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New Means of Creating E-Textiles Developed


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So many items around us are becoming connected now, and eventually even our clothes will contain electronics. Creating e-textiles has not proven to be easy though, as textiles must be flexible while electronic components are typically rigid and fragile. Several advances have been made over recent years though, and now researchers at Ohio State University have successfully found a new means of embroidering circuits into clothes.

Previously the Ohio State researchers worked with a silver-coated polymer thread that measured about 0.5 mm in diameter, with each thread consisting of 600 smaller filaments. What the researchers have done recently though is switch to a new thread just 0.1 mm in diameter and made of just seven filaments. This new thread has a copper core that is enameled with pure silver, but is still able to be embroidered like a traditional thread. The researchers have already demonstrated this by feeding it into a sewing machine that then embroidered different shapes into textiles, and these shapes were functional circuits and antennas. In fact, a broadband antenna they made, which is able to work over a broad spectrum of frequencies like our mobile devices, showed off near-perfect efficiency from 1 to 5 GHz.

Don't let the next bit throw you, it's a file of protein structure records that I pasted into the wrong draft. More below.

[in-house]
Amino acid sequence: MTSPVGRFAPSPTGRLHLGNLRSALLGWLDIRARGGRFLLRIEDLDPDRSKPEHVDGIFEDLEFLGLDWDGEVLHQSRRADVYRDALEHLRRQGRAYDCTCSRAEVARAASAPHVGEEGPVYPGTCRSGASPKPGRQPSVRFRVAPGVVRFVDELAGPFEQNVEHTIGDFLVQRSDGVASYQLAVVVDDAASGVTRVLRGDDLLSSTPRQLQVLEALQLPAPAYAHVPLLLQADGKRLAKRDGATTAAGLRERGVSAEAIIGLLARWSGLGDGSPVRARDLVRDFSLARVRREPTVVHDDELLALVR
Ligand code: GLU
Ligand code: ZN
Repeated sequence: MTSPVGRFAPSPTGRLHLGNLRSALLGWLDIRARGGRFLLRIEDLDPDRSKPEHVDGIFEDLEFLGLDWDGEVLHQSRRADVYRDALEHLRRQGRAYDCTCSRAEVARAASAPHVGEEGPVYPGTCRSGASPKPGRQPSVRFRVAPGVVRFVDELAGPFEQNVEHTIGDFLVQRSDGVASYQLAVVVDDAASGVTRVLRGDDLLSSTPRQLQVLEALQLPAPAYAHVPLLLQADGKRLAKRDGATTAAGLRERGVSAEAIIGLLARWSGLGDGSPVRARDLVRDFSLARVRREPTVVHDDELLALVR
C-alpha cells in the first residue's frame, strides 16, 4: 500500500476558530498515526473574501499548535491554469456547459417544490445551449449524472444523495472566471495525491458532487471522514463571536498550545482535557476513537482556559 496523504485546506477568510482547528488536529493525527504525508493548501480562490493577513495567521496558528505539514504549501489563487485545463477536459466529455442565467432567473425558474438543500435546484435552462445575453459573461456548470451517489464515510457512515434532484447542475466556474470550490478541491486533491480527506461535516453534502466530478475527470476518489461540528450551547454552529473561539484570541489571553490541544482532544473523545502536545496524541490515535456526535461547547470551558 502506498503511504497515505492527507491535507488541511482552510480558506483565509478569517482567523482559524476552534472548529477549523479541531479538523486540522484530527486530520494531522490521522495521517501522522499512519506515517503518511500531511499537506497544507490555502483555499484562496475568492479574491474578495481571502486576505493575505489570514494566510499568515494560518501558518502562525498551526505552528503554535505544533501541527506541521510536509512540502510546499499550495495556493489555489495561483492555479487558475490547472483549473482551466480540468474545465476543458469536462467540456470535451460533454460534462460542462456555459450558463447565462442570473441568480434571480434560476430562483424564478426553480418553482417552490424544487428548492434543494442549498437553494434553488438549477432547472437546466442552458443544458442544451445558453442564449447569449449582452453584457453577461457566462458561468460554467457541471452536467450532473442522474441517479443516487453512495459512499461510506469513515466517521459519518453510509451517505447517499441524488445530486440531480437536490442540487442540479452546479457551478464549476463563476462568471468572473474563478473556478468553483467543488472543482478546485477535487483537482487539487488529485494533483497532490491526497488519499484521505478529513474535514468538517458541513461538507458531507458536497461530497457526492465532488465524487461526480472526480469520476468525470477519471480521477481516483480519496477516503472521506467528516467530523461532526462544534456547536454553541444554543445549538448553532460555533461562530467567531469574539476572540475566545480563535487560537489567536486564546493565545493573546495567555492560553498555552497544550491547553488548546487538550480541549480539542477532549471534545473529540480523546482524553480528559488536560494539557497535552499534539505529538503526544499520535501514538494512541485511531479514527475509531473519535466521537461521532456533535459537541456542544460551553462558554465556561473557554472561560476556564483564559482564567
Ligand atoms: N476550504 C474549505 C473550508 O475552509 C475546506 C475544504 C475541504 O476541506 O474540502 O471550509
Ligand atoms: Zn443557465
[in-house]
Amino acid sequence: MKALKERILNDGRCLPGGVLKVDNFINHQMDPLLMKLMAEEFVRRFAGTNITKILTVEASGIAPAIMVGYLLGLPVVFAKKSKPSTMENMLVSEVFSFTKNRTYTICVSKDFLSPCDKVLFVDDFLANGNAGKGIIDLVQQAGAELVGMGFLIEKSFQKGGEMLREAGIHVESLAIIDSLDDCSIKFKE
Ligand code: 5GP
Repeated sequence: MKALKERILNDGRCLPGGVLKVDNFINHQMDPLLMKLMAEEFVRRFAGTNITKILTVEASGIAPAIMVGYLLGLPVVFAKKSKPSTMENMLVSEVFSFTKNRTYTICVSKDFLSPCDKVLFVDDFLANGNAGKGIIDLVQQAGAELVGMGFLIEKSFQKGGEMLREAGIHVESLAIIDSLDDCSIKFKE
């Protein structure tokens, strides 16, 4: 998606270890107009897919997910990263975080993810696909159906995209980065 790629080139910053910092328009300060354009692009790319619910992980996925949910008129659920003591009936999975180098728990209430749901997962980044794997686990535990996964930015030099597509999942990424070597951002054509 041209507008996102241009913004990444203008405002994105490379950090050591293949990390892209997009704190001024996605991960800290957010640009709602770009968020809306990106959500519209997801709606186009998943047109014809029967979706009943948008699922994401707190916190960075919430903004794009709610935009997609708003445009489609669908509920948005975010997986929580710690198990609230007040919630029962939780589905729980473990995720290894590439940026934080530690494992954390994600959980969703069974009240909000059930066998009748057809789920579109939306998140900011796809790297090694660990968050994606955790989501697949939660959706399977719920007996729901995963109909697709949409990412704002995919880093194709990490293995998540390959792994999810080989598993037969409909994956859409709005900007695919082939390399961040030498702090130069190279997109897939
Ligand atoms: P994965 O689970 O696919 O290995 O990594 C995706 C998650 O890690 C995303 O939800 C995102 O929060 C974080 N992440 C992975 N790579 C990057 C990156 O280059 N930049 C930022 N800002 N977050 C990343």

Potentially this antenna design could be allow our clothes to boost the reception of smartphones and tablets. The wire used costs about three cents a foot, and just one antenna takes about ten feet, so that is thirty cents, which is 24 times cheaper than similar antennas the researchers made in 2014. It is also cheaper because the technique has been refined so that only one embroidered layer is needed, saving on time and material.

Source: Ohio State University



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